HOLLYWOOD — For one local Tribal student, being a teenager is merely a gateway to having a loud voice for change. Talia Rodriguez, 16, is a sophomore at Hollywood Hills High School looking to help people understand the Seminole Tribe in a way that goes beyond school textbooks and history lessons.
On Feb. 22, the school hosted a multicultural event where students can demonstrate their cultures. Students representing Israel, Jamaica, Argentina, China, Colombia and other countries displayed cultural clothing, food, dances and singing for the 100-plus guests. Each representative gave a brief speech about their culture, including Rodriguez, who described the significance of Seminole ceremonies and medicine men, ending her 30-second speech with, “We are forever unconquered and we are the Seminole Tribe of Florida.”
At her table, where she displayed cultural items such as handmade skirts, beads, baskets, a carved canoe and an alligator head, Rodriguez explained that many people don’t know about Seminole culture. Many people, she said, just know the stereotypes.
“I want them to know we are way more than that. We fought in wars and our ancestors died for us to be here right now,” she said. “I just want to share with everyone that there’s a deeper meaning behind the Seminole Tribe of Florida.”
This wasn’t the first and will not be the last time Rodriguez seeks to share the Seminole story. She has made it one of her priorities to take every opportunity possible to share the story and her next goal is to do so as Miss Florida Seminole Princess.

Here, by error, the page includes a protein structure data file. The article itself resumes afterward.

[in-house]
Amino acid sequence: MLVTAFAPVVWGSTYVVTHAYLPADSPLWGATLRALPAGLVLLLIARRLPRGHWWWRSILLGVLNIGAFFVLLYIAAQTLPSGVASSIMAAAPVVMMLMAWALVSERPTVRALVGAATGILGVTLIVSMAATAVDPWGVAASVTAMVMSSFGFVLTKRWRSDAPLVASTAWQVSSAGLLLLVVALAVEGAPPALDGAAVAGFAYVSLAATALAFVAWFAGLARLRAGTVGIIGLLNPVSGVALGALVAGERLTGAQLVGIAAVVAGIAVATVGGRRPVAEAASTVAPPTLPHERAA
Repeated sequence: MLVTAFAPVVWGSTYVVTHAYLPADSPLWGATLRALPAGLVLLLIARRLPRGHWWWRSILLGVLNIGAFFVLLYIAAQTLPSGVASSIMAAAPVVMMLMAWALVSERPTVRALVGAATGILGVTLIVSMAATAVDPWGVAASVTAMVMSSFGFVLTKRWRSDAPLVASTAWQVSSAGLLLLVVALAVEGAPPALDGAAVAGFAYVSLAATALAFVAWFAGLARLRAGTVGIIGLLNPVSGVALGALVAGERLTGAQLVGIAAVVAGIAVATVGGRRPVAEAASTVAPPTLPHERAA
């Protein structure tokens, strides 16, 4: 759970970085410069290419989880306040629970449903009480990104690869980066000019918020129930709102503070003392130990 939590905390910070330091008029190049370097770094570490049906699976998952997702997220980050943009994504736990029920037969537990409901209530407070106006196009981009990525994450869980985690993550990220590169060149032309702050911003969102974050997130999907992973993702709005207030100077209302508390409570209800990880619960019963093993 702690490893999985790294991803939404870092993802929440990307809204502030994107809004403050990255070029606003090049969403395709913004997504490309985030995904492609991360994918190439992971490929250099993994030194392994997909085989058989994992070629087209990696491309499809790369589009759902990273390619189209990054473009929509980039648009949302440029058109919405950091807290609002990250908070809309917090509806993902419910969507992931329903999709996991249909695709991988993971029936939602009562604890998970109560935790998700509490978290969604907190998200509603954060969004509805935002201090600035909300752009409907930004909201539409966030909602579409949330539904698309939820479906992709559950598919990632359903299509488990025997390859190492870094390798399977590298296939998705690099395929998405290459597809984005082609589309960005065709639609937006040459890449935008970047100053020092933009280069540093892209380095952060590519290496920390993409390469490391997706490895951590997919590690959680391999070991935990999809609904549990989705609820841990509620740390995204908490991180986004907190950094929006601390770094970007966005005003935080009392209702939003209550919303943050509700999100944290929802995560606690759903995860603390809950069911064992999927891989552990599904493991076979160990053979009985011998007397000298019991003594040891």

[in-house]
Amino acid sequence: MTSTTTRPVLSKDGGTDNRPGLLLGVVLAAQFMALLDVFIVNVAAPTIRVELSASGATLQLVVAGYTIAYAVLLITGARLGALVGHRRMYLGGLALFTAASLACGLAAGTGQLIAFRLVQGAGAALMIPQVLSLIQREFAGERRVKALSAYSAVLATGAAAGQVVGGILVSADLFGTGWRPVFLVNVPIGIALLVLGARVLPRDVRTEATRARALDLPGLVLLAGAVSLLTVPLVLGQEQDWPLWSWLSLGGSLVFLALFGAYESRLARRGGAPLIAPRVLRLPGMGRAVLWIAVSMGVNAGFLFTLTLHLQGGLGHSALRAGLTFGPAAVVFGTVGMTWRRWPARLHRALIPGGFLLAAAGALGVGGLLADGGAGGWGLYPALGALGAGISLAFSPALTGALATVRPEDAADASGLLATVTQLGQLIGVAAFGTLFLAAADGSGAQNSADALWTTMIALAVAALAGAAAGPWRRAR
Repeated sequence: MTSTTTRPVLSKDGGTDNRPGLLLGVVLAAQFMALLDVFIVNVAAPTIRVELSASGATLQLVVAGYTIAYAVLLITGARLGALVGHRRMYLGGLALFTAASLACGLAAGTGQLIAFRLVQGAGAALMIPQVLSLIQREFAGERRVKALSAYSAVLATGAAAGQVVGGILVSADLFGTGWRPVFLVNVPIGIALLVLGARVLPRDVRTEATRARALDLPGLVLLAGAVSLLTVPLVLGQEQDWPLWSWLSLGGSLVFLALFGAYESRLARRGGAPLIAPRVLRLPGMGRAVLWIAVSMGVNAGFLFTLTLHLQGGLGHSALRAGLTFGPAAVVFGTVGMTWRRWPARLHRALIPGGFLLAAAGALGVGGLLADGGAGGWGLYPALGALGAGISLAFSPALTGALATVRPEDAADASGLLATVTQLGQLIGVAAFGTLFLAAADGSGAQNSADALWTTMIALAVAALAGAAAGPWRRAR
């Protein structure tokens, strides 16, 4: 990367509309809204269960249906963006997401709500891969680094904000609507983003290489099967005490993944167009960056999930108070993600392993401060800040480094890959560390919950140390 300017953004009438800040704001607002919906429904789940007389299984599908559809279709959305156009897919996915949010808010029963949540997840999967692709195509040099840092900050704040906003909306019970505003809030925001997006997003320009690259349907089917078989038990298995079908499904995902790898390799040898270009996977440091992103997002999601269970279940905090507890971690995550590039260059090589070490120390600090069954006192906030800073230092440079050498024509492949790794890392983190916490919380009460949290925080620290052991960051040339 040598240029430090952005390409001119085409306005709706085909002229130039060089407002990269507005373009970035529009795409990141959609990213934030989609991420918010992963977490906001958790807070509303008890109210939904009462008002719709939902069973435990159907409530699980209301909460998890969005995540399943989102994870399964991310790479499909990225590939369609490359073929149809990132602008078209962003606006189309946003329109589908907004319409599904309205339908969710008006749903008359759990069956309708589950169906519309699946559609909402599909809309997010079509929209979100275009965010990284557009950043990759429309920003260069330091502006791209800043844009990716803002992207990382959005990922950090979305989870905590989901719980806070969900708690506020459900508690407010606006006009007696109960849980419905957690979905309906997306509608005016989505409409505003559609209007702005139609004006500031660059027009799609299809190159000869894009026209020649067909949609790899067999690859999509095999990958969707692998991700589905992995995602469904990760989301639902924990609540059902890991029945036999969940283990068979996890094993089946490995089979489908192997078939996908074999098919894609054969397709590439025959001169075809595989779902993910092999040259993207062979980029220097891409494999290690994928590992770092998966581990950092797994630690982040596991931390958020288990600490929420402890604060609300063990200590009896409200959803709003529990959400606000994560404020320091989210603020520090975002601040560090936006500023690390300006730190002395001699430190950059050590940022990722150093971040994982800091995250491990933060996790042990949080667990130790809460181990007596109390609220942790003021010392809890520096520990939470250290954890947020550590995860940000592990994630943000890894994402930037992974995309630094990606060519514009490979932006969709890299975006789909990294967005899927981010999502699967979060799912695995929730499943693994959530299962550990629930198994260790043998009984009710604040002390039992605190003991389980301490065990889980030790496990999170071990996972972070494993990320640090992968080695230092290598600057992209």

“I want to be the voice for our people,” she said. “When the opportunity strikes I have to take it and show everyone that we are here, we’re not small and we have voices.”
Rodriguez competed for the title of Junior Miss Florida Seminole Princess a few years ago, but didn’t win. This year, she said she is much more prepared and is determined and confident in her abilities to be a leader for the community.
After high school and her hopeful role as princess, Rodriguez plans to attend Haskell Indian Nations University to play basketball, a sport she’s played since she was 5 years old.
Though future plans are still uncertain, Rodriguez assured that one fact she knows for sure is that she will continue sharing the Tribe’s story in all of her endeavors.
“I think of it as being a sponge where I can absorb all of the knowledge I can and hold it in me,” she said. “Then when I go and travel, I can release that knowledge to everyone I meet.”